Not Your Typical Tag Sale

While some sing the praises of purchasing used stuff until the cows come home (or the horses, in the case of the tag sale I attended on Saturday), I am not a tag sale extraordinaire like many of my eco-cohorts. If pressed, I would probably choose a deeply-discounted sale, or a decent consignment shop like Designer Resale in NYC, or The Closet in Boston, over rummaging through tossed out duds on a lawn. But every now and then a tag sale whizzes across my radar, and a lonely abandoned chair winks at me, or some junk jewels shimmer in my direction.

A letter piqued my interest in Rural Intelligence, a fabulous online local resource for Berkshire, Columbia, Northern Dutchess (where I live), and Northern Litchfield Counties:

Dear Friends,

Having just had a “milestone birthday” and embracing some of the ideas from the book, The Happiness Project by Gretchen Rubin, I decided to do more than clear a shelf or a closet. In my usual obsessive way, I tackled barns and attics, my studio, and the basement. Whilst I am not quite going Zen in style (far from it), I am attempting to “declutter.”

This will not be the organized, “pretty” tag sale like the one I wrote about in Veranda Magazine a few years ago, but just your classic old fashioned yard sale, with a mix of things from garden hoses to some of my beloved ribbons and silk flowers. It has been hard for me to give up some of those, but this is an exercise in editing. There is a bit of everything.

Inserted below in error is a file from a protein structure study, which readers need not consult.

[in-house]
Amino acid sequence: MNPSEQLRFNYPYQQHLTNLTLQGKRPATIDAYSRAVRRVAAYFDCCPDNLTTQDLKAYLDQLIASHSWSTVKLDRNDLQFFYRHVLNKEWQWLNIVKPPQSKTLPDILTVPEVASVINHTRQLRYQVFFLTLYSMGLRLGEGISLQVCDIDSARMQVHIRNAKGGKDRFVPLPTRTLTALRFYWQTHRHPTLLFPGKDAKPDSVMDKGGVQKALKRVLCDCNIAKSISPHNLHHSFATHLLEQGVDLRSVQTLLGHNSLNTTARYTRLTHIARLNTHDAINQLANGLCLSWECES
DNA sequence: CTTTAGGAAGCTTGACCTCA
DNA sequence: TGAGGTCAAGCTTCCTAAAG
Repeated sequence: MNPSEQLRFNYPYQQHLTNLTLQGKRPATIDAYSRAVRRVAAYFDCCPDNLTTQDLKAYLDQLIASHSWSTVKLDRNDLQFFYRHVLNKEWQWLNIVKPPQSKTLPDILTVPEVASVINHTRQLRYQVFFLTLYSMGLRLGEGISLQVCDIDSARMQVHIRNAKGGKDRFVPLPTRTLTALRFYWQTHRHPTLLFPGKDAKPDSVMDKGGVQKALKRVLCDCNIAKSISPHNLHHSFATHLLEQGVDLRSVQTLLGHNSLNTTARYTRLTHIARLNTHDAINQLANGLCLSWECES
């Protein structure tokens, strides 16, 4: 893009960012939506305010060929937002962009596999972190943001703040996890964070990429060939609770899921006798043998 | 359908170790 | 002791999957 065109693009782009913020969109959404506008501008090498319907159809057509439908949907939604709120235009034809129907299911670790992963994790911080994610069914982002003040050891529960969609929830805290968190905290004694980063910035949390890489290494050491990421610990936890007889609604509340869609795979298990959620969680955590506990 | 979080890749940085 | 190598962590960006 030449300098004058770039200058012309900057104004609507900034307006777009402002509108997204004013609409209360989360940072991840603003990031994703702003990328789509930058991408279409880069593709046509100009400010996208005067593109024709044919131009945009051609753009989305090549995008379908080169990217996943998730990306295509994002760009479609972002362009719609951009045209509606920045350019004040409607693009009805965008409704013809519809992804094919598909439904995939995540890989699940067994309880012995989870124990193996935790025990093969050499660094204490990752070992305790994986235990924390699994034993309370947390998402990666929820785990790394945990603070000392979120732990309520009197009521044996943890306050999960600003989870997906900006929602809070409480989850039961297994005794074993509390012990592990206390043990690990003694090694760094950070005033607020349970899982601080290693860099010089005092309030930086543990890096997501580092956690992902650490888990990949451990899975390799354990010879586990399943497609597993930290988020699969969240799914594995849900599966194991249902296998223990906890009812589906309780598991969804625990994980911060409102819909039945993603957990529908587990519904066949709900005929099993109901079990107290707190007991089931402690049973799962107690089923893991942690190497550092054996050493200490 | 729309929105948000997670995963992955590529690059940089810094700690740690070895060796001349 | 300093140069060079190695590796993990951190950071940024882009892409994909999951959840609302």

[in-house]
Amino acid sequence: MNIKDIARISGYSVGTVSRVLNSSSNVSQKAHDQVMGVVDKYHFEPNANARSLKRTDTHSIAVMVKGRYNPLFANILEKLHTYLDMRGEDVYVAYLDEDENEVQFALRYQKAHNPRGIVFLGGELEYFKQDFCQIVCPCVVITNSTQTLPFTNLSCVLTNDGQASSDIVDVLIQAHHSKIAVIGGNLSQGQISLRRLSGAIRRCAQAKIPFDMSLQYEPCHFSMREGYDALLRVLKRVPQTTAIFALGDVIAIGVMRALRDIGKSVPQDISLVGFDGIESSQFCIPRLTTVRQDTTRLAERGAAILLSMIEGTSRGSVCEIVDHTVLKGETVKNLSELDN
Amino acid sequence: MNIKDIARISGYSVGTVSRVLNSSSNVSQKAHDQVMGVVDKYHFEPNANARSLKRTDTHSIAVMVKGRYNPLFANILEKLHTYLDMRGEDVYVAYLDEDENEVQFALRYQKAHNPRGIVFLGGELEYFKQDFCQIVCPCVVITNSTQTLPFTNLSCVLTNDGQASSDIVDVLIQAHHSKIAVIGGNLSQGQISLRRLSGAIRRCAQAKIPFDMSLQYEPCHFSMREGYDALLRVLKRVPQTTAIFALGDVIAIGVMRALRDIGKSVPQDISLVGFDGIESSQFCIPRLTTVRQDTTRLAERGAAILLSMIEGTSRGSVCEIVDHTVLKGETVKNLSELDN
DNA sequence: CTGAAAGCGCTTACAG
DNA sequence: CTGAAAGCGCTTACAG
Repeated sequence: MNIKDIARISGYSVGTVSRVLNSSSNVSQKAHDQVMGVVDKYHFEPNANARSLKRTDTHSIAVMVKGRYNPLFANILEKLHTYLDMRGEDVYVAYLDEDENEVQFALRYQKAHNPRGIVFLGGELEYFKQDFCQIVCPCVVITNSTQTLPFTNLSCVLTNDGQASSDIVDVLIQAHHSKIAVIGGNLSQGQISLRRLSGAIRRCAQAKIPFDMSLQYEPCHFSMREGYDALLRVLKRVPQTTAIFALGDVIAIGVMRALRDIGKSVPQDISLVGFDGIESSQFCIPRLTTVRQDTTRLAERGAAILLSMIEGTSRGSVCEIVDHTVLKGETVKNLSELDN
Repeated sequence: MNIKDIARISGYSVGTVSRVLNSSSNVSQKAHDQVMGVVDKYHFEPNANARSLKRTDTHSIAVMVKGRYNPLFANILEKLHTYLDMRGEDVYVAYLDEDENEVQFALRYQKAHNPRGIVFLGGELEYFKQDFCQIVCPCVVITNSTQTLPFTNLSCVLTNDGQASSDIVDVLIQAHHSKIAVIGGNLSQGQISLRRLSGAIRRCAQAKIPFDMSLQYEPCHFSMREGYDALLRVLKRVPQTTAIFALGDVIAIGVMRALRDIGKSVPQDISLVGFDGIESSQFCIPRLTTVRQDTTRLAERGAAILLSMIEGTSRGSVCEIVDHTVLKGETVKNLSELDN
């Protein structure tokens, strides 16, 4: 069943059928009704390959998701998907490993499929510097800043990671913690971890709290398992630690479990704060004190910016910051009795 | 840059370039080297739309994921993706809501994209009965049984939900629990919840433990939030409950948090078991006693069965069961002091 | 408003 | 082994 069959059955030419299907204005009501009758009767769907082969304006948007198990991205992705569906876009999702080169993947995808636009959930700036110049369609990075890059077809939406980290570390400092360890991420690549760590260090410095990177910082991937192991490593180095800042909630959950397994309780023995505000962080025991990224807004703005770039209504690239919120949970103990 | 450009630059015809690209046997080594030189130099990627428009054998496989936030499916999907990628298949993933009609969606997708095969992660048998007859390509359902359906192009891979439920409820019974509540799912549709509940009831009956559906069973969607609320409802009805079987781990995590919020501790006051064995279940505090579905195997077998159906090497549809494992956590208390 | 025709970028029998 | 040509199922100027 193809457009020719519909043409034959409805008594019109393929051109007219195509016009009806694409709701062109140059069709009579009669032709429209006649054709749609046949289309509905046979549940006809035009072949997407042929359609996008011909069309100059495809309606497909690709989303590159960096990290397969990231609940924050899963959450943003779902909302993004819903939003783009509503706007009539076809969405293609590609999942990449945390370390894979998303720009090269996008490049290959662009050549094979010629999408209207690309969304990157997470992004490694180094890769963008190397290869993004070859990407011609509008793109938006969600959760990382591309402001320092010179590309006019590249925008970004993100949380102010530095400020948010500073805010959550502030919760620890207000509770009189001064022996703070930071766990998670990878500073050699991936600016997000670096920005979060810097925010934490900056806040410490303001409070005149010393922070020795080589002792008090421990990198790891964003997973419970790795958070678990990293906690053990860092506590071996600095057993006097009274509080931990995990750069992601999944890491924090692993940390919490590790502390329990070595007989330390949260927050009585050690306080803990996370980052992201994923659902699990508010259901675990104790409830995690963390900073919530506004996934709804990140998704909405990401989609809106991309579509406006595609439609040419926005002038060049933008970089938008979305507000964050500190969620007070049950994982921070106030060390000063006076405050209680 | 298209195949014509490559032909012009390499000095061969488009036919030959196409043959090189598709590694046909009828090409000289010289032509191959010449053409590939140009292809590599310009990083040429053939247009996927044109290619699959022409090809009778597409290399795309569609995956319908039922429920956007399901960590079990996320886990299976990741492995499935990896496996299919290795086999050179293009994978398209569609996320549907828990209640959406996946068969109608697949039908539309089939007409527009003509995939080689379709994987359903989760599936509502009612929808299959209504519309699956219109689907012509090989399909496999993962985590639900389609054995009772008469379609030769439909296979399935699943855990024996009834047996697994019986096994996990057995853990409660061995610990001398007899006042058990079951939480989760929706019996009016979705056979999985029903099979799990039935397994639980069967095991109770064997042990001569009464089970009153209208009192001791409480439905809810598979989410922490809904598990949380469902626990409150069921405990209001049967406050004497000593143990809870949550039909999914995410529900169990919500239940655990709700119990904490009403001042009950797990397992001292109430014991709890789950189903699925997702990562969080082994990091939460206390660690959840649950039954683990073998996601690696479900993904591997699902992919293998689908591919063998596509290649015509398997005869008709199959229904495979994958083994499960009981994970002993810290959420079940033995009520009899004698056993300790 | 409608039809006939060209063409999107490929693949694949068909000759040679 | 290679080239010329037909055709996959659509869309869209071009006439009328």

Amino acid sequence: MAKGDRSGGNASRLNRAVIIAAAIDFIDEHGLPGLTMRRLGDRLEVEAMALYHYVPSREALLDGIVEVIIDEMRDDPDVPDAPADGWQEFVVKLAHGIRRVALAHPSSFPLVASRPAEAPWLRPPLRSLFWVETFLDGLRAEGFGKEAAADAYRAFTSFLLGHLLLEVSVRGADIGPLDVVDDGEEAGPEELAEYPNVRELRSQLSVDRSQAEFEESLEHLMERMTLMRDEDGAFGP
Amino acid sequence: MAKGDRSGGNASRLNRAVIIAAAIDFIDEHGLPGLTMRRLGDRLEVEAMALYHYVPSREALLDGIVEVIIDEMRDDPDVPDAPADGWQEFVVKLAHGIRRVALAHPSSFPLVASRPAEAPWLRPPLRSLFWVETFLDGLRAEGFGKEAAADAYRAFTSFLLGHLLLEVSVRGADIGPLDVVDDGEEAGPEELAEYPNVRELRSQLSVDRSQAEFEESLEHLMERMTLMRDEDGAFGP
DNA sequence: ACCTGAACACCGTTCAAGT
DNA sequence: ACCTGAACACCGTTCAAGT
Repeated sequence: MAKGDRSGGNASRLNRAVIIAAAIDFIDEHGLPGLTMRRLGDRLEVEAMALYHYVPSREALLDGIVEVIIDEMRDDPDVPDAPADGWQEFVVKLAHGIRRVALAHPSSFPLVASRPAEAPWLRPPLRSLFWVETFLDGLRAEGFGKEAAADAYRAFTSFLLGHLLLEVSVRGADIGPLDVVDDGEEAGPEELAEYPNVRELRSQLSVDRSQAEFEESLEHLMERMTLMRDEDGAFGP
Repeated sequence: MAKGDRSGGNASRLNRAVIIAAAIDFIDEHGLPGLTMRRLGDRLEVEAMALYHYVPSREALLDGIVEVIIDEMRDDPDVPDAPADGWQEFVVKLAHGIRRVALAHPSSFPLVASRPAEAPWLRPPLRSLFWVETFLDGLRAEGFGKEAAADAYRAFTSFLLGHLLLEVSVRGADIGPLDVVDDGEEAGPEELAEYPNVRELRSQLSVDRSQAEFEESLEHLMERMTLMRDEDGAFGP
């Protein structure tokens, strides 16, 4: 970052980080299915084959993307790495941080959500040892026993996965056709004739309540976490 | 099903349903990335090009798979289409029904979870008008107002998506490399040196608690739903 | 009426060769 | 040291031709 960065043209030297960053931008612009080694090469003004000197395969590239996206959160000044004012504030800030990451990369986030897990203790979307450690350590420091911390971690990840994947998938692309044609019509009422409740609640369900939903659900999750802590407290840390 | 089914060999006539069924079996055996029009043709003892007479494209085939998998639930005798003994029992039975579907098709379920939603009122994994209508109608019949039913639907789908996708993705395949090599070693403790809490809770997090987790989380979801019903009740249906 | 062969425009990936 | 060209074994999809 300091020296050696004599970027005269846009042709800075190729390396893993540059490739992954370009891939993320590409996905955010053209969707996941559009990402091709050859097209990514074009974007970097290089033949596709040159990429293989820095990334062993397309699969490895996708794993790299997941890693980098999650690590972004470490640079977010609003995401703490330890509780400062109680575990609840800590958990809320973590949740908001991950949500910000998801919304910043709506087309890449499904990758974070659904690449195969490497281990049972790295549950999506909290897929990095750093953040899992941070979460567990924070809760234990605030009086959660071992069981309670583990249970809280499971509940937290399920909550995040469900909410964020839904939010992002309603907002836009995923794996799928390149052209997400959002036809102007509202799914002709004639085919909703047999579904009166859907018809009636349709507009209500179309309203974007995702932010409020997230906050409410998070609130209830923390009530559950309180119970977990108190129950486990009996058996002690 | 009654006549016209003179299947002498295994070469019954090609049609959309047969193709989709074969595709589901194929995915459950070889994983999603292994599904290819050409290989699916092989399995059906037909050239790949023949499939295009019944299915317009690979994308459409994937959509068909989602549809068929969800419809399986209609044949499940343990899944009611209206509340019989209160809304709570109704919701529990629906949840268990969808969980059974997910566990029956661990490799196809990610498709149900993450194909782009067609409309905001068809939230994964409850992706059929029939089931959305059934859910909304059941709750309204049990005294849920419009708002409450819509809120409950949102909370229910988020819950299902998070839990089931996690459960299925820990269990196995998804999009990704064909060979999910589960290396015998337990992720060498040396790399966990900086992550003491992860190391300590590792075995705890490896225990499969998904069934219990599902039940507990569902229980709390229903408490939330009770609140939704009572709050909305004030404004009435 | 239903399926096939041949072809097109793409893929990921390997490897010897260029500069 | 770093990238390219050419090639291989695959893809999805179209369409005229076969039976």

If you are around the northwest corner of Connecticut, please stop by.

Best,
Carolyne Roehm

What style-guru Carolyne Roehm did not mention in her note, was that a portion of the proceeds of the sale would be donated to Women’s Support Services. I recognized this as an absolutely prowl worthy eco-mission.

Zen style or not…Sign me up!

Now to be honest, I’m only vaguely acquainted with the rules of tag sales. For instance, I read this letter on Thursday, and Saturday around 11 AM I called my friend Juliet to see if she wanted to join me. I knew it would be right up her alley because Juliet is an equine photographer and Carolyne’s address was located in prime horse country.

We meandered through Dutchess County and into Litchefield, Ct. via a healthy lunch on the porch of the Red Devon Restaurant, which is named the best green restaurant in the Hudson Valley.

Any tag sale shopper worth her weight in recycled items knows that when a sale is slated for 9-4, you show up in an empty SUV by 8am. We landed at Carolyne’s around 2pm in my little Jetta Diesel.

We wound our way up the spectacularly stately, and stunning property. (Would you expect anything less?) Juliet jumps out of the car and starts taking pics of horses while mumbling under her breath, “These horses have such a wonderful life.” Bless her equine heart, but my eyes are peeled on the people walking back to their cars with bag loads of goodies. I am now chomping at the bit – worried that we are missing the whole shebang.

I left Juliet clicking away and headed up the path to the “sale” barns where I was greeted by a “team” of helpers. One of those helpers turned out to be my friend and neighbor, Mimi. To make an already long story short, Mimi introduces us to the energetic, and ever so stylish Carolyne, and her lovely mother. A charming and serendipitous meeting.

After filling up my little trunk with fabric scraps, a serving tray, signature wrapping paper (not so eco, but the price was right), and a bunch of other knickknacks, some of which Carolyne gave us, we headed home basking in the glow of the thrill of the hunt.

Not your typical tag sale, huh?

Credits: Rural Intelligence, Juliet Harrison Photography, Ted Fink